As the oldest asset class, it is relevant to all of us in our daily lives.
We will always need somewhere to Consume, Live, Innovate and Connect – somewhere to CLIC
These secular trends guide our thinking and shape our views in an ever-changing market environment and allow us to invest in the most relevant real estate today.
Longtime real estate investors are well-acquainted with the “Residential, Industrial, Office and Retail” framework that has defined this space for decades. But Invesco Real Estate takes a different approach — one that we believe better represents the evolving range of opportunities that real estate offers investors.
The evolving role of real estate
Real estate literally and figuratively houses the economy. Even though it may be the oldest asset class, it is always relevant to not just investors, but to each and every one of us in our daily lives.
We always need somewhere to Consume, Live, Innovate and Connect – somewhere to CLIC. These are the structural trends that guide our thinking and shape our views when it comes to seeking out new investment opportunities in what is a constantly evolving market environment.
Why is this important? Household consumption accounts for about 60% of gross domestic product in developed markets,1 and many real estate sectors will be affected by changing consumer behaviours. For example, e-commerce is growing in popularity and is fast becoming more focused on experiences rather than products alone.
What does this mean for real estate? Segments of significant interest include logistics and fulfilment centres serving major populations, U.S. medical office facilities, and European hotels in gateway cities. However, we view commoditized retail, particularly fast fashion or internet-vulnerable tenants, as an area of potential risk.
E-commerce Fulfilment of online spend requires investment in distribution facilities
Leisure Well-located amenities are immune from online substitution
Aging population Increasing older cohorts changes consumption patterns
Connectivity Enables increased online / mobile consumption
Global mobility Experiential and leisure demand
Science & technology Innovation and health drive increased spend
Why is this important? Where we live is a key part of any society. Many developed markets are experiencing a structural undersupply of homes, with changing demographics and ongoing urbanization shifting demand patterns. The boundaries between where we live, where we work, and where we play are becoming increasingly blurred, which is driving further shifts in the required amenities and connectivity of homes.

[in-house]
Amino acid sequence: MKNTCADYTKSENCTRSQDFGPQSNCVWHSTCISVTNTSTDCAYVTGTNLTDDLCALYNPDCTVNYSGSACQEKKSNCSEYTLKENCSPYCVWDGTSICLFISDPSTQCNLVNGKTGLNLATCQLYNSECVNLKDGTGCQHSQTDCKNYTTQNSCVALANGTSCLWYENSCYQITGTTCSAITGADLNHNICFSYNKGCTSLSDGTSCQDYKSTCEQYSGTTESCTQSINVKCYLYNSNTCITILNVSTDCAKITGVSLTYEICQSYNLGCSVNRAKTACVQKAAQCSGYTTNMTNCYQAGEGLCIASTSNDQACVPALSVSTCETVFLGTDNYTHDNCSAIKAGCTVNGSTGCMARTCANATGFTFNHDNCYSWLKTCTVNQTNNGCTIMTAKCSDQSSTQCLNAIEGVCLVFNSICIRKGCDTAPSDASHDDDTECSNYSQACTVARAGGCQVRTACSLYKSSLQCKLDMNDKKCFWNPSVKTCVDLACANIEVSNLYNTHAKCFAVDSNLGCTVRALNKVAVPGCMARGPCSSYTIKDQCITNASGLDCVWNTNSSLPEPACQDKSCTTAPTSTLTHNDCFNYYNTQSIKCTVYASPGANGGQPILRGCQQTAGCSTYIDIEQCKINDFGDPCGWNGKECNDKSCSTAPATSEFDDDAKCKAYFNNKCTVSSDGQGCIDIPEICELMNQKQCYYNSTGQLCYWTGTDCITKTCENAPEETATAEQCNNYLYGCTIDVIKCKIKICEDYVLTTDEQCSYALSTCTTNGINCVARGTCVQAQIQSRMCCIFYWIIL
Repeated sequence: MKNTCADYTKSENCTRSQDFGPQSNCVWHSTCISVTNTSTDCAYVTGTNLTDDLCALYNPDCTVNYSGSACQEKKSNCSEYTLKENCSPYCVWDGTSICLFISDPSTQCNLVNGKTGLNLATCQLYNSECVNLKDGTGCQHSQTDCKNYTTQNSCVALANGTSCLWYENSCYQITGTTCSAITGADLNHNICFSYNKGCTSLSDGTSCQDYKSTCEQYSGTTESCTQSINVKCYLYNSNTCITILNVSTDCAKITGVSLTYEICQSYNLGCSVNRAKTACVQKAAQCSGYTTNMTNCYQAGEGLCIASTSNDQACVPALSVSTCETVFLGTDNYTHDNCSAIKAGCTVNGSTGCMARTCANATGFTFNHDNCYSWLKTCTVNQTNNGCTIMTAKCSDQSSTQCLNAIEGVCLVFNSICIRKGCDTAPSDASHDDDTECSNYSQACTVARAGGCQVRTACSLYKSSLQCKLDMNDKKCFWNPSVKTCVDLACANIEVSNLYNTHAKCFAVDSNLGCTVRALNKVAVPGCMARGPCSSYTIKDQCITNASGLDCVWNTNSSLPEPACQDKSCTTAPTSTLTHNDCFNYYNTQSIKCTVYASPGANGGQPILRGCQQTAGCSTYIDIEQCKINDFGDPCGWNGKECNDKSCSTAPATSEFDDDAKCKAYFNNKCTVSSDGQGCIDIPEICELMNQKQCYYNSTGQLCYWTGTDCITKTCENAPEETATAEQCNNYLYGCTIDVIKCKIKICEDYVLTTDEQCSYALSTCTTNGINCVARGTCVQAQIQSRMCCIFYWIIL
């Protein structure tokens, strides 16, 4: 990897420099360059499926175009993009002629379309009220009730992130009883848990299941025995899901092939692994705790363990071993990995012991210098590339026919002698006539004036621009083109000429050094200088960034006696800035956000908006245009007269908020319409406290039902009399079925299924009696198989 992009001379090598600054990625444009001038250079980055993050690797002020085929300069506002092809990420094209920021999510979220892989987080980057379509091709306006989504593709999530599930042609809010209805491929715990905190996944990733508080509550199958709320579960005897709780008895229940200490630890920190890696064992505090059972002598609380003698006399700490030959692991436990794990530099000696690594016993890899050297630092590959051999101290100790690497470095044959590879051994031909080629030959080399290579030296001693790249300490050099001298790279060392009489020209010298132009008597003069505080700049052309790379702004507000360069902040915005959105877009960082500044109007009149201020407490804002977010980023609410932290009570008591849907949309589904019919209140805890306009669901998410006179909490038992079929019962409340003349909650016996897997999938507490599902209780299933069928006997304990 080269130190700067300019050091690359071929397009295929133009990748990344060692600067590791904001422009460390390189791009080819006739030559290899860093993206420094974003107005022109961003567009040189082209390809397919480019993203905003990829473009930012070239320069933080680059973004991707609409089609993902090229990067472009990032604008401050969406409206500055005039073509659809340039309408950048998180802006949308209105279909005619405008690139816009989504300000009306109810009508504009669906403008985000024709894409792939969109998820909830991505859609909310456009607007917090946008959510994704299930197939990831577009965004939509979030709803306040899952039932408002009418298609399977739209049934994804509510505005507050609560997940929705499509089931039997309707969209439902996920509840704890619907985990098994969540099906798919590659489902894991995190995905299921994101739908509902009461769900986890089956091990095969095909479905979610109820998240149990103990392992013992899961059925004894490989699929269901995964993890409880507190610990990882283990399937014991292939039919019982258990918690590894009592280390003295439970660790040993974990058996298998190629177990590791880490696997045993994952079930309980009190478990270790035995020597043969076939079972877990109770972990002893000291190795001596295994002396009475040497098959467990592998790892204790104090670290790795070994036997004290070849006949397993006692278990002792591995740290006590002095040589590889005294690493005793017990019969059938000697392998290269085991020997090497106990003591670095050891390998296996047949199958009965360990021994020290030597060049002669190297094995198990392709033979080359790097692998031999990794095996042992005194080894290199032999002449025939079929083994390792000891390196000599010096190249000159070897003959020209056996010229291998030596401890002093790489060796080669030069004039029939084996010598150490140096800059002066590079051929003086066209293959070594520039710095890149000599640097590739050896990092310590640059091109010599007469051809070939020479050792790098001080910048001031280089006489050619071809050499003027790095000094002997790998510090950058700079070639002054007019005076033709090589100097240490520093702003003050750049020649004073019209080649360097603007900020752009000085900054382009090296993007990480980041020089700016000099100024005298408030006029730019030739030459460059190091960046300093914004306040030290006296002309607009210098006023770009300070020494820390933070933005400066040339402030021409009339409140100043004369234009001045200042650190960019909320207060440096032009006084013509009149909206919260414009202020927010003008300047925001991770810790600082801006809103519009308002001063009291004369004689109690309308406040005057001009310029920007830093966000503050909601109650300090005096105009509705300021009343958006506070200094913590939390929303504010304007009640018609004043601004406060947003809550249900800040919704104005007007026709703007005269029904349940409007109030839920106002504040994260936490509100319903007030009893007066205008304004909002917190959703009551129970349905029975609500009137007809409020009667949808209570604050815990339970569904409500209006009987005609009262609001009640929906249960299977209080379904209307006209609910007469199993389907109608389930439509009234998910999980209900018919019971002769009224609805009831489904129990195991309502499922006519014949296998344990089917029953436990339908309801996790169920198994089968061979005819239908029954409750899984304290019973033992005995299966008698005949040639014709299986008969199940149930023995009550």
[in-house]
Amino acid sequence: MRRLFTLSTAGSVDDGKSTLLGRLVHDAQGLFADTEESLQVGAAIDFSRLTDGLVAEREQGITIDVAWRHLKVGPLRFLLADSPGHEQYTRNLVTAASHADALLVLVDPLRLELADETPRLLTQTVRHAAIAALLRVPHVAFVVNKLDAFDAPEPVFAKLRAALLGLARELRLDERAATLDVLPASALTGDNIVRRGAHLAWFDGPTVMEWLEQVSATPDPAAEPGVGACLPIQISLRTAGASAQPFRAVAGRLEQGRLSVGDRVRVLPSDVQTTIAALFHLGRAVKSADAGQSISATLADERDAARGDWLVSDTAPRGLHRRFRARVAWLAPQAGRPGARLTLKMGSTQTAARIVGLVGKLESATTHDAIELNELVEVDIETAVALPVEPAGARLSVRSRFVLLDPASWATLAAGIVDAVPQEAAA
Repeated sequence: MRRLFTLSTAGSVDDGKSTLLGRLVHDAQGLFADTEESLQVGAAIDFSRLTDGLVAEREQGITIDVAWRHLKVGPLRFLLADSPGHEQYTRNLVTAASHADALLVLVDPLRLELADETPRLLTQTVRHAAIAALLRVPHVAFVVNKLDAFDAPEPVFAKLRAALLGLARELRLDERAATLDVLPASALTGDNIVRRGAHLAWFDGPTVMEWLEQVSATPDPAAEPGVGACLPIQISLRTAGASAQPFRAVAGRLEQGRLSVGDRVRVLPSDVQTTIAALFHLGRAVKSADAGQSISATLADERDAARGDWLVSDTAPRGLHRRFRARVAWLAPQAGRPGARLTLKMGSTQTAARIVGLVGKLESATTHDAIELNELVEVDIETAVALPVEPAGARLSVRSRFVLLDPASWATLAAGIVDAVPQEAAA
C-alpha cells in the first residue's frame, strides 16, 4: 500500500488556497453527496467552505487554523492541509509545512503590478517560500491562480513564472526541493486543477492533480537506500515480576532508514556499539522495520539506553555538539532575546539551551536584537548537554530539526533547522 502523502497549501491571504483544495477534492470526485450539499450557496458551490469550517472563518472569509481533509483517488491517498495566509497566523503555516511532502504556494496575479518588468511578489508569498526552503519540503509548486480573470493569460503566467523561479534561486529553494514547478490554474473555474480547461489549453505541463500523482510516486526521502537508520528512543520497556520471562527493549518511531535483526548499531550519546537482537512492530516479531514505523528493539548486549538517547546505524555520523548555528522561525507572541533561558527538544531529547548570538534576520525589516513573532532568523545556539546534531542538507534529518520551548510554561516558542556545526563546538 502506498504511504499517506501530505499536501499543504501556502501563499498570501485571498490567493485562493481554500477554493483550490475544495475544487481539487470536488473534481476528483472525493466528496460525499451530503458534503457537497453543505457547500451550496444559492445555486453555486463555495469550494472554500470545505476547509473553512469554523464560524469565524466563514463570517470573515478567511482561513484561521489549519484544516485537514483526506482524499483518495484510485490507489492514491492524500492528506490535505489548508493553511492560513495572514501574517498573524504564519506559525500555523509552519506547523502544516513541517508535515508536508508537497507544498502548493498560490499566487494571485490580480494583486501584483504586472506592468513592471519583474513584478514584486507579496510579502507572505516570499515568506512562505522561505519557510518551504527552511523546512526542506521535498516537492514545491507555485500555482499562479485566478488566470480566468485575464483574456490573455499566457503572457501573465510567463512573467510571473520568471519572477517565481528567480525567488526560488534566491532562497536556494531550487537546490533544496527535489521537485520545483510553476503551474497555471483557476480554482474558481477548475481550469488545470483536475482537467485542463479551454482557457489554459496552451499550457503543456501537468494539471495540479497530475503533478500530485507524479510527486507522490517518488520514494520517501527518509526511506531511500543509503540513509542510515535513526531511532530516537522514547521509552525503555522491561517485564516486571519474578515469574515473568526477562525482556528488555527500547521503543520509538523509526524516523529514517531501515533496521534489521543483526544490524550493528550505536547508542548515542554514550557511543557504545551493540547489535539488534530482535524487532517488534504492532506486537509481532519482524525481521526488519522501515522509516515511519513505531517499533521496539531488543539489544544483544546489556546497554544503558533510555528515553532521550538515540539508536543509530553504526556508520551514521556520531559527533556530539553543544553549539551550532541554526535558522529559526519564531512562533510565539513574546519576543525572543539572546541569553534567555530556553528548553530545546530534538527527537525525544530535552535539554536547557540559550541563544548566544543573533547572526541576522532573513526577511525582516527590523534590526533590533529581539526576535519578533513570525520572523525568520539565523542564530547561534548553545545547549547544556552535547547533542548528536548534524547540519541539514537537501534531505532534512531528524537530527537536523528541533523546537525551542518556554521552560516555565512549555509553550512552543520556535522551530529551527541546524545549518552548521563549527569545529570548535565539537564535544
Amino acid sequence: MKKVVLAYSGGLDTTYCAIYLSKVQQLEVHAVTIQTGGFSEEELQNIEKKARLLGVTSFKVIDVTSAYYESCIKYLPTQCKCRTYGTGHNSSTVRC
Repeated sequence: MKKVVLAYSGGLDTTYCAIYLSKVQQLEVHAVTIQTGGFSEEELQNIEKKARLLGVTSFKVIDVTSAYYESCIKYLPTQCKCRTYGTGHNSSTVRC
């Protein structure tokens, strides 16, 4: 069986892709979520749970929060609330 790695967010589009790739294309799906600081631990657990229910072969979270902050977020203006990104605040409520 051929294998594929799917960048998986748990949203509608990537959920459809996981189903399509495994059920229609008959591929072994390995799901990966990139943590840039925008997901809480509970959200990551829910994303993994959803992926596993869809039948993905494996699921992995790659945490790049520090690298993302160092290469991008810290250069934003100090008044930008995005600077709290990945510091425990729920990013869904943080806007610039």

What does this mean for real estate? One area of particular interest is efficient and amenitized mass-market housing that serves dynamic and growing urban and suburban locations. Downside risks, however, include some markets that are experiencing stretched affordability, while premium-priced products may have limited depth of demand.
Urbanization Continued demand for efficient accommodation to house growing populations in key cities
Aging population Increasing older cohorts changes the pattern of housing demand
Flexible working Work-from-anywhere changes housing needs
Global mobility Increased preference for flexible accommodation
Connectivity Aging housing stock struggles to meet modern requirements
Why is this important? Developed markets increasingly rely on research and innovation to drive economic growth. Innovation-driven cities have shown outperformance over other markets, and this trend is expected to remain. The digital economy grew 2.5 times2 faster than global GDP over 2004-2019, with technological advancements continuing to support critical inflection points and accelerate the growth of sectors such as artificial intelligence and life science.
What does this mean for real estate? In this space, we like flexibly configured office and life science facilities in key innovation hub markets where both creative companies and talent want to locate.
Science & technology Ongoing investment and innovation across technology and health science sector
Global mobility The war for talent in science and technology is global
Urbanization Key cities continue to attract concentrations of knowledge and expertise
Why is this important? Data access is becoming an ever more critical component of corporate and social infrastructure. This has been underlined during the COVID-19 pandemic, supporting the ability for businesses to operate with a distributed workforce. Macro demand drivers are growing exponentially, driven by a broadening array of big data generators (cloud platforms, content distribution, social media, the Internet of Things).
What does this mean for real estate? Corporate IT is becoming increasingly important, and the need for data access and security is now at an all-time high.
Connectivity Increasing pressure on high speed physical and data connections
Flexible working Work-from-anywhere relies on reliable high-speed data connections
Urbanization Pressure on transport and data capacities
Leisure Growth in on-demand data/streaming services
E-commerce Demand for rapid fulfillment requires strong infrastructure facilities
We need places to Consume, Live, Innovate and Connect — these needs are the same today as they were hundreds of years ago. What has changed is how we CLIC, and understanding these structural trends is what allows us to invest in the most relevant real estate worldwide today.
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